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Suboxone for Opioid Use Disorder: Your Questions Answered

women caring for each other.

When someone you love has an opioid dependence, your life can become shattered. You want to help, but you don’t know how. Maybe it’s you who allowed yourself to use them for pain too often and too long after a surgery. Whatever your familiarity and relationship with opioids, you will be pleased to know about suboxone for opioid use disorder.

What Are Medication-Assisted Treatments?

Known as MAT, medication-assisted treatment has helped many who suffer with opioid use disorder. Until recently, only Methadone was prescribed. Now there is another great treatment called Suboxone, a combination of two drugs: buprenorphine and naloxone. They work chemically to reduce someone’s craving for the pleasure rush of opioids, and it eases withdrawal symptoms someone has when they stop taking opioids.

It can be prescribed by a specialist at Reliance Treatment Center of Statesboro. Let’s answer some common questions.

How Does Suboxone Work?

Suboxone blocks the opioid effect! This drug is part of a family of drugs called opioid antagonists.

This is the opposite of agonists like morphine, heroin, and oxycodone. When you use an agonist, it activates a pain blocking receptor in the brain, altering the perception of pain and releasing endorphins that mimic pleasure.

When you make an opioid antagonist like Suboxone part of your recovery, the medication will negate the effects of any opioid by preventing them from activating those pain receptors. This helps to manage cravings and reduce symptoms of withdrawal.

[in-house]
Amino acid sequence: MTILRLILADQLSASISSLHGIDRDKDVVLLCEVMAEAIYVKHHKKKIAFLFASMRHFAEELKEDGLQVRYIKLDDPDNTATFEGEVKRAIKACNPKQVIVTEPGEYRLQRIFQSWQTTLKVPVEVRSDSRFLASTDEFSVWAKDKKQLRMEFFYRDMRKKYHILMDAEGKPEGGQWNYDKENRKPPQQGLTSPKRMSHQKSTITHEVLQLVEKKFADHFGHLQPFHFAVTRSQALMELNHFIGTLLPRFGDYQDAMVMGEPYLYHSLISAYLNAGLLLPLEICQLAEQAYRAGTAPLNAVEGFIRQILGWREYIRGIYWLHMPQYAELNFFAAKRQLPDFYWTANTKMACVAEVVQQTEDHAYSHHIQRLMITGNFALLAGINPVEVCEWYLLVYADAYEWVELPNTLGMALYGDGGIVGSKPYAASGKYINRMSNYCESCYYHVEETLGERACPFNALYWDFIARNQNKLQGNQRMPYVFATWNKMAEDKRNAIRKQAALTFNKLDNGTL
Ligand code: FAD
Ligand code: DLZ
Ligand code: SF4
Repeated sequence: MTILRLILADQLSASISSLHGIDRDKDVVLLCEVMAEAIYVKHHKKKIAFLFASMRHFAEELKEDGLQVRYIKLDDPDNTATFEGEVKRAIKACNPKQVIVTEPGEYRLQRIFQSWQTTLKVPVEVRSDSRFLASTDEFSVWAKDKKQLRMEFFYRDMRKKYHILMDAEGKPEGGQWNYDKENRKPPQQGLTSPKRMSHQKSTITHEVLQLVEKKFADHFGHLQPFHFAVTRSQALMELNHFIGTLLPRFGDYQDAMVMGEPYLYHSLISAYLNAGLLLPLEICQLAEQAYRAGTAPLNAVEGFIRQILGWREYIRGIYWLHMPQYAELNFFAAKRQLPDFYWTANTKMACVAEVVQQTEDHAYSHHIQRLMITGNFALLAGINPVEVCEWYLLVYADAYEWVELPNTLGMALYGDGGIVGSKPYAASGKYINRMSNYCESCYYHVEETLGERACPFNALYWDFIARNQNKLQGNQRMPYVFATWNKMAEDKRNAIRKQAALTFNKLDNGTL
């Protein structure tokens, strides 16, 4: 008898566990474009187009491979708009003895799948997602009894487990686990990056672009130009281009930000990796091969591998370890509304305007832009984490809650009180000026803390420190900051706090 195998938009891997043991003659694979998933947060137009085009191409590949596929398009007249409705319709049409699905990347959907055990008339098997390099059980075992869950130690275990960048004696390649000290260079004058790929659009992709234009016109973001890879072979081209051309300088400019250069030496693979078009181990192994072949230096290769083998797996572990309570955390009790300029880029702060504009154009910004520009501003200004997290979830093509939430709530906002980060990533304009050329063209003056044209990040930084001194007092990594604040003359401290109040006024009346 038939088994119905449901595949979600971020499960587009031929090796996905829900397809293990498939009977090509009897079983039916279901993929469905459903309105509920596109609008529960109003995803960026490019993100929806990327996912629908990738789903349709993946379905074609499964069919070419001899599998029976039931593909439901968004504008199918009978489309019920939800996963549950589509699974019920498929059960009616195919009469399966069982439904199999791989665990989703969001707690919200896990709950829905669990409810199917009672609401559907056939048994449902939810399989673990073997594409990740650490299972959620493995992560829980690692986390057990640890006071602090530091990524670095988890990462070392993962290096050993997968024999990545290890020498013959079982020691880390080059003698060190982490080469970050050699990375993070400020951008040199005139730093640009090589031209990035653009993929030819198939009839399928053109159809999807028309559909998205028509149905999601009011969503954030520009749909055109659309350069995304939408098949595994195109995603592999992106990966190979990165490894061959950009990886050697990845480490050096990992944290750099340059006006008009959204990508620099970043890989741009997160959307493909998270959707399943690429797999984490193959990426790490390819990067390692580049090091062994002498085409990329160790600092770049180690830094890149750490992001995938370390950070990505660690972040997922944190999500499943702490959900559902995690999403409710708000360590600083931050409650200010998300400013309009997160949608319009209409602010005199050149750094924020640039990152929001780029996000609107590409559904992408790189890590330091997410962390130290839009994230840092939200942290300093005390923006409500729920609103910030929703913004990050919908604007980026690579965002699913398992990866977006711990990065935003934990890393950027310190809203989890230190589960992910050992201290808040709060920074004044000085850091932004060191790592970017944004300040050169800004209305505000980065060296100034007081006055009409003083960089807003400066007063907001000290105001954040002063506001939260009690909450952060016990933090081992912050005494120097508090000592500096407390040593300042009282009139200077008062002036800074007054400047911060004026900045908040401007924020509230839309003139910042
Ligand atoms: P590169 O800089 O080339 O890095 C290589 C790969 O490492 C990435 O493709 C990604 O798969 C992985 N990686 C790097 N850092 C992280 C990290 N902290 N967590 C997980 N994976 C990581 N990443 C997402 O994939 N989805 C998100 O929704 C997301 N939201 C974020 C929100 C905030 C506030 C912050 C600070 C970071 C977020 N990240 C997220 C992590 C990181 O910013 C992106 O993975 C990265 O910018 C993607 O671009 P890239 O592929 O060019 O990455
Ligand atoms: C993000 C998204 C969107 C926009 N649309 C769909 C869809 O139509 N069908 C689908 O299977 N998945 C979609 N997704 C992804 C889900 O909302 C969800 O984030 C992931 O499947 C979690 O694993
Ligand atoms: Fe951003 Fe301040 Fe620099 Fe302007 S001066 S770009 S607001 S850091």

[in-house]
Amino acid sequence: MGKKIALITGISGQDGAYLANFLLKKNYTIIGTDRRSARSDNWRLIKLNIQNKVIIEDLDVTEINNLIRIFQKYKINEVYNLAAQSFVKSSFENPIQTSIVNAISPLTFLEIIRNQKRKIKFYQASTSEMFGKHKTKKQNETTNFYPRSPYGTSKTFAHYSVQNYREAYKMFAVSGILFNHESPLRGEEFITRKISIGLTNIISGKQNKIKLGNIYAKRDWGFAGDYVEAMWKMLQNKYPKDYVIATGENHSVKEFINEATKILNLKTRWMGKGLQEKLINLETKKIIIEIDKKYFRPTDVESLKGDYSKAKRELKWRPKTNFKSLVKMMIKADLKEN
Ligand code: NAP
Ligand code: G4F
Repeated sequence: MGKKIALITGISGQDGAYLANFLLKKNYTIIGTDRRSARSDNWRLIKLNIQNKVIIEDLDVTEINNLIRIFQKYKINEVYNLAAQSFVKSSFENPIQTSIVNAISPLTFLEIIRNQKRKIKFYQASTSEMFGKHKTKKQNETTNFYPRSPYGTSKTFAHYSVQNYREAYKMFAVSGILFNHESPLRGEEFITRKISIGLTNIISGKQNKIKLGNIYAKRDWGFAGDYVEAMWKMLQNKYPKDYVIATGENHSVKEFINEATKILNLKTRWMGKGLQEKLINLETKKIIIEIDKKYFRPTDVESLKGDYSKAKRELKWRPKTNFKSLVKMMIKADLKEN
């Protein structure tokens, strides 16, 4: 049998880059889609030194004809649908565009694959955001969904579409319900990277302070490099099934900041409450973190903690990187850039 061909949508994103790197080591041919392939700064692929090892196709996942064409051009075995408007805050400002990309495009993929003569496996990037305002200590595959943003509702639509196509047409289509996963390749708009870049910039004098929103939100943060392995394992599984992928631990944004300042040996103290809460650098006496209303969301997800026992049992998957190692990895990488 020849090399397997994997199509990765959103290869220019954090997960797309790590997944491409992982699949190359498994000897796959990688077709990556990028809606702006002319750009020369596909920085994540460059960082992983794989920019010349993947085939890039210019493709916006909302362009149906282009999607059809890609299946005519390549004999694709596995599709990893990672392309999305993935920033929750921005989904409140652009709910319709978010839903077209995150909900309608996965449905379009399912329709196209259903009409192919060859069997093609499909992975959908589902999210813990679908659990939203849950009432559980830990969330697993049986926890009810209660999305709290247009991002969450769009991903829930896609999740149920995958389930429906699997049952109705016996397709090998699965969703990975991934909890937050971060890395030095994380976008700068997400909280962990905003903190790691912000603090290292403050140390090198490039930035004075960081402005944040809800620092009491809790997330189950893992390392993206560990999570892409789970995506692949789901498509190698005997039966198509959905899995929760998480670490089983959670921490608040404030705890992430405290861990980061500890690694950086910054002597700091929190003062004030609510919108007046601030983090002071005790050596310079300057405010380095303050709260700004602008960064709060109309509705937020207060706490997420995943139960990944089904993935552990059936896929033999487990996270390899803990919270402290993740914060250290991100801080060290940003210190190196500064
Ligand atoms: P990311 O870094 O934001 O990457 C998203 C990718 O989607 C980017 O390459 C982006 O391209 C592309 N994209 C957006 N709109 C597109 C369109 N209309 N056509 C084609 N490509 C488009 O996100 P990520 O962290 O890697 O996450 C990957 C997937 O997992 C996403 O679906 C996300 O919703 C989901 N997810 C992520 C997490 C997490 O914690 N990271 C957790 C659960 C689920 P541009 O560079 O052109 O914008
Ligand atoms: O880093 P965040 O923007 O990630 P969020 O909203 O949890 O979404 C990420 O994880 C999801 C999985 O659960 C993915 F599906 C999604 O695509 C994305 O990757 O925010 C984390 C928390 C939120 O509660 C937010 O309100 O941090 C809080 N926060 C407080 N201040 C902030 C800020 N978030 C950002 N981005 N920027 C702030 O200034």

Your physician will tell you when to begin taking Suboxone.

Don’t miss doses or stop taking it, as you can go into withdrawal.

Take as soon as you remember, but don’t take a double dose. Do not use heavy machinery or equipment until you know how it affects you.

What Forms Does Suboxone Come In?

The generic counterpart of Suboxone is available in two forms: as a tablet or a thin film. Both are meant to go under the tongue to dissolve completely. The film can also go between your cheek and gums.

What Are the Side Effects?

There are a number of common side effects with this drug. If someone has trouble with any side effects, they should speak with a specialist with Reliance Treatment Center of Statesboro about how to deal with it.

Side effects for Suboxone include:

  • Constipation or diarrhea
  • Nausea
  • Headaches
  • Anxiety
  • Insomnia
  • Back pain
  • Sweating
  • Depression
  • Weakness or fatigue
  • Burning sensation in the mouth or tongue
  • Redness in the mouth
  • Blurred vision
  • Typical withdrawal symptoms like body aches, cramps, and rapid heart rate

One severe side effect known as respiratory depression causes shallow breathing and a drop in oxygen levels in the blood. If the person becomes unresponsive or sleepy, becomes dizzy or lightheaded, and has slow or labored breathing, call 911 or go to an emergency room.

Some Additional Facts and Warnings

Do not take Suboxone with alcohol, sedatives, sleep medications, or prescription medications with opioids contained in them like cough syrups.

Suboxone is covered by most insurance plans.

Suboxone is safe to use during breastfeeding.

People with liver disease should not take Suboxone.

Don’t give up. MAT is not the only element of an opioid disorder recovery plan. The specialists with Reliance Treatment Center of Statesboro help create a complete and personalized MAT plan combined with a monitored med regimen, substance abuse counseling, and regular primary care will put you on a positive road to recovery.

If you think Suboxone for opioid use disorder and a MAT program might be right for you, contact Reliance Treatment Center of Statesboro at (912) 489-7827, or request an appointment through our secure online form.